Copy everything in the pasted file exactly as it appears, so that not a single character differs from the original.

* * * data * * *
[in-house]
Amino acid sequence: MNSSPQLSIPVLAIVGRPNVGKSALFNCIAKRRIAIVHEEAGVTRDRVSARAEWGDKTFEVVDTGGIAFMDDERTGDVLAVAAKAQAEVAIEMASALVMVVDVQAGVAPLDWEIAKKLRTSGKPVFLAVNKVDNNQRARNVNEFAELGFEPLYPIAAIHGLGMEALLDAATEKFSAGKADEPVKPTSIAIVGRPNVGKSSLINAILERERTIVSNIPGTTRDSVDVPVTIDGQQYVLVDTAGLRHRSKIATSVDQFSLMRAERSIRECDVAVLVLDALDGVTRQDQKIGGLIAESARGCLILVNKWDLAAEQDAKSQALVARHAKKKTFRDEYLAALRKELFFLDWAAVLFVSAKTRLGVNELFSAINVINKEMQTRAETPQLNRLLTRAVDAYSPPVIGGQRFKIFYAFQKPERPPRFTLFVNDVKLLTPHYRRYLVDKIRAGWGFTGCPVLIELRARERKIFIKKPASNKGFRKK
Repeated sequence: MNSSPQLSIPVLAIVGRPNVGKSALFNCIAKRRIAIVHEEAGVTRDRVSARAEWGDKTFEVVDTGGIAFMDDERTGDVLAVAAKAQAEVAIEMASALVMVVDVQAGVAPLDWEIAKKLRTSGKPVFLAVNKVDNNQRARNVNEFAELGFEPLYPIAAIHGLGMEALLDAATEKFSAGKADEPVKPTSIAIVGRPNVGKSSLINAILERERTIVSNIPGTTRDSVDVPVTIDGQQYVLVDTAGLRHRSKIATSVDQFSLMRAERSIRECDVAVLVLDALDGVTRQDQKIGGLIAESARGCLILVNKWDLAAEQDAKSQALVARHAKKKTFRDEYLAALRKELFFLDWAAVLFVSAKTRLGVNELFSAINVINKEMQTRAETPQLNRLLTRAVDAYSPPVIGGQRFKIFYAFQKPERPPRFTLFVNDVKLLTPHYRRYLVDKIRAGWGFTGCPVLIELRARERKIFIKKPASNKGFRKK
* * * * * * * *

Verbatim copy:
[in-house]
Amino acid sequence: MNSSPQLSIPVLAIVGRPNVGKSALFNCIAKRRIAIVHEEAGVTRDRVSARAEWGDKTFEVVDTGGIAFMDDERTGDVLAVAAKAQAEVAIEMASALVMVVDVQAGVAPLDWEIAKKLRTSGKPVFLAVNKVDNNQRARNVNEFAELGFEPLYPIAAIHGLGMEALLDAATEKFSAGKADEPVKPTSIAIVGRPNVGKSSLINAILERERTIVSNIPGTTRDSVDVPVTIDGQQYVLVDTAGLRHRSKIATSVDQFSLMRAERSIRECDVAVLVLDALDGVTRQDQKIGGLIAESARGCLILVNKWDLAAEQDAKSQALVARHAKKKTFRDEYLAALRKELFFLDWAAVLFVSAKTRLGVNELFSAINVINKEMQTRAETPQLNRLLTRAVDAYSPPVIGGQRFKIFYAFQKPERPPRFTLFVNDVKLLTPHYRRYLVDKIRAGWGFTGCPVLIELRARERKIFIKKPASNKGFRKK
Repeated sequence: MNSSPQLSIPVLAIVGRPNVGKSALFNCIAKRRIAIVHEEAGVTRDRVSARAEWGDKTFEVVDTGGIAFMDDERTGDVLAVAAKAQAEVAIEMASALVMVVDVQAGVAPLDWEIAKKLRTSGKPVFLAVNKVDNNQRARNVNEFAELGFEPLYPIAAIHGLGMEALLDAATEKFSAGKADEPVKPTSIAIVGRPNVGKSSLINAILERERTIVSNIPGTTRDSVDVPVTIDGQQYVLVDTAGLRHRSKIATSVDQFSLMRAERSIRECDVAVLVLDALDGVTRQDQKIGGLIAESARGCLILVNKWDLAAEQDAKSQALVARHAKKKTFRDEYLAALRKELFFLDWAAVLFVSAKTRLGVNELFSAINVINKEMQTRAETPQLNRLLTRAVDAYSPPVIGGQRFKIFYAFQKPERPPRFTLFVNDVKLLTPHYRRYLVDKIRAGWGFTGCPVLIELRARERKIFIKKPASNKGFRKK